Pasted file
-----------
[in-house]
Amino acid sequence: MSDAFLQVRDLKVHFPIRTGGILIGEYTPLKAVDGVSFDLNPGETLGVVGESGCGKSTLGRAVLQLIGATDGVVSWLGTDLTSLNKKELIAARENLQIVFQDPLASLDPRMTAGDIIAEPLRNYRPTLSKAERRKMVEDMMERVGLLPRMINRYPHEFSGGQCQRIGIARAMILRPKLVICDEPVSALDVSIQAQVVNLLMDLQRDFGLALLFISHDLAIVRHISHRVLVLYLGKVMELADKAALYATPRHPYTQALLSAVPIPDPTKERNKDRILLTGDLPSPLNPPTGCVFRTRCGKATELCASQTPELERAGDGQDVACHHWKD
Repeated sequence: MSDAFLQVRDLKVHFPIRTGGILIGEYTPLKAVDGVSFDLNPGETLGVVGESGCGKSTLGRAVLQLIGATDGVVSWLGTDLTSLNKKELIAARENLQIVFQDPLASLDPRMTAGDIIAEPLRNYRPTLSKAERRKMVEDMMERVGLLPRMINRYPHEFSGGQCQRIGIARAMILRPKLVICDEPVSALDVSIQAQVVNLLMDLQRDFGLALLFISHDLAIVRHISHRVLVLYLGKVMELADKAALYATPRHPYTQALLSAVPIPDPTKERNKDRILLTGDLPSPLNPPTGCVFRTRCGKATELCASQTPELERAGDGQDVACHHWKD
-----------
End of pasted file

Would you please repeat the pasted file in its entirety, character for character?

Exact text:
[in-house]
Amino acid sequence: MSDAFLQVRDLKVHFPIRTGGILIGEYTPLKAVDGVSFDLNPGETLGVVGESGCGKSTLGRAVLQLIGATDGVVSWLGTDLTSLNKKELIAARENLQIVFQDPLASLDPRMTAGDIIAEPLRNYRPTLSKAERRKMVEDMMERVGLLPRMINRYPHEFSGGQCQRIGIARAMILRPKLVICDEPVSALDVSIQAQVVNLLMDLQRDFGLALLFISHDLAIVRHISHRVLVLYLGKVMELADKAALYATPRHPYTQALLSAVPIPDPTKERNKDRILLTGDLPSPLNPPTGCVFRTRCGKATELCASQTPELERAGDGQDVACHHWKD
Repeated sequence: MSDAFLQVRDLKVHFPIRTGGILIGEYTPLKAVDGVSFDLNPGETLGVVGESGCGKSTLGRAVLQLIGATDGVVSWLGTDLTSLNKKELIAARENLQIVFQDPLASLDPRMTAGDIIAEPLRNYRPTLSKAERRKMVEDMMERVGLLPRMINRYPHEFSGGQCQRIGIARAMILRPKLVICDEPVSALDVSIQAQVVNLLMDLQRDFGLALLFISHDLAIVRHISHRVLVLYLGKVMELADKAALYATPRHPYTQALLSAVPIPDPTKERNKDRILLTGDLPSPLNPPTGCVFRTRCGKATELCASQTPELERAGDGQDVACHHWKD